Her first marriage was in 1958. She had a son, Milhan, in Cannes in March 1960. Shortly after that, she divorced and had to return to work as a model to her living. She married again in 1964 with a French journalist named Maurice Huleu.
Later, she made an acting career, between 1965 and 1971, participating in the film “Diamonds are Forever” with James Bond in 1971. In 1972 she won the crown of “Lady Festival” at the Cannes Film Festival. She continued working as a model internationally and in 1977 she opened her first modeling company called “Art et Mode”. In 1975 she attended the silver anniversary of the Miss World contest in London as a special guest.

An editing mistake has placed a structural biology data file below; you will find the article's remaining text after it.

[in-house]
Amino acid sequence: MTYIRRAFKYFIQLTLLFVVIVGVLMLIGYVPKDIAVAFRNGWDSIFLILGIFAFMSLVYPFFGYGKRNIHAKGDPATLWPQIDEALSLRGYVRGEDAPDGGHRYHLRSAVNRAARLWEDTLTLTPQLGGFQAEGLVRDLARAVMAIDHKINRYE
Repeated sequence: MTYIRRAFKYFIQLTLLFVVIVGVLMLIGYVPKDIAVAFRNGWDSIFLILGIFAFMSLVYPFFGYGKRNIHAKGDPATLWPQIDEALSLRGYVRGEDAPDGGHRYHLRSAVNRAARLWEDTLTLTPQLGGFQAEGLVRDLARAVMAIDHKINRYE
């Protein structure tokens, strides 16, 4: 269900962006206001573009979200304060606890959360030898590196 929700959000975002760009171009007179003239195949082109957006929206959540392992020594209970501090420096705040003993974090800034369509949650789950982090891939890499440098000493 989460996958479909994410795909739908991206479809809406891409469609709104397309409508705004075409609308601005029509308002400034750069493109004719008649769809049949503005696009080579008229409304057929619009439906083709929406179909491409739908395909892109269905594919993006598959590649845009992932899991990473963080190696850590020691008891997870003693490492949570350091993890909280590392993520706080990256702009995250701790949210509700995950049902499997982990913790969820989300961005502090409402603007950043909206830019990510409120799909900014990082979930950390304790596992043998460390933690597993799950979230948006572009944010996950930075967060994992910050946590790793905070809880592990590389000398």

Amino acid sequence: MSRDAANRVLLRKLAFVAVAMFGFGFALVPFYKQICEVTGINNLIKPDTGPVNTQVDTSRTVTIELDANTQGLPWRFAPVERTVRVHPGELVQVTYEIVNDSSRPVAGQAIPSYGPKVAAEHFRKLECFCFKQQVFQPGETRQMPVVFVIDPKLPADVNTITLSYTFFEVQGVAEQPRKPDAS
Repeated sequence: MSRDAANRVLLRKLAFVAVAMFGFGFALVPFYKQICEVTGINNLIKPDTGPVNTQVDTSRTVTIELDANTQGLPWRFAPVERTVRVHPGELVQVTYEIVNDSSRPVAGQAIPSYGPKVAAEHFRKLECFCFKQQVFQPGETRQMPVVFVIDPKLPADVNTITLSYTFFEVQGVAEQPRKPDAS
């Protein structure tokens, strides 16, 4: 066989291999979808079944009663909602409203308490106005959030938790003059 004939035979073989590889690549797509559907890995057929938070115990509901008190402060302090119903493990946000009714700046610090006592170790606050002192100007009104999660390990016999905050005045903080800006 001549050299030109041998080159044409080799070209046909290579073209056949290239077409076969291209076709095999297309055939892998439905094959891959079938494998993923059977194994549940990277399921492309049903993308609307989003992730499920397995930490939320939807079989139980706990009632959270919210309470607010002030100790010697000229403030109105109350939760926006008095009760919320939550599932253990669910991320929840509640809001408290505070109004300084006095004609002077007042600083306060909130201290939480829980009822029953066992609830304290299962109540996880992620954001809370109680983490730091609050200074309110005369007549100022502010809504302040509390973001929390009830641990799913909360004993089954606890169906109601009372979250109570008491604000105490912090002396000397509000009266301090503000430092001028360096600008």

Years later (from 1978 to 1990) she entered politics, carrying three municipal mandates on the list of Jacques Médecin, then Mayor of Nice. She was Delegate of Tourism for Nice, and she was in charge of Museums and exhibitions. She was also President of the Nice Garden Club. In 2000 she returned to the Miss World contest, again in London, as a special guest. She remarried and today she is Mrs. Lanfranchi.
She was a judge of the Miss World contests in 2005, 2010, 2011 and 2013. She currently lives in the South of France and maintains a beautiful friendship with the current owner of the Miss World contest, Mrs. Julia Morley.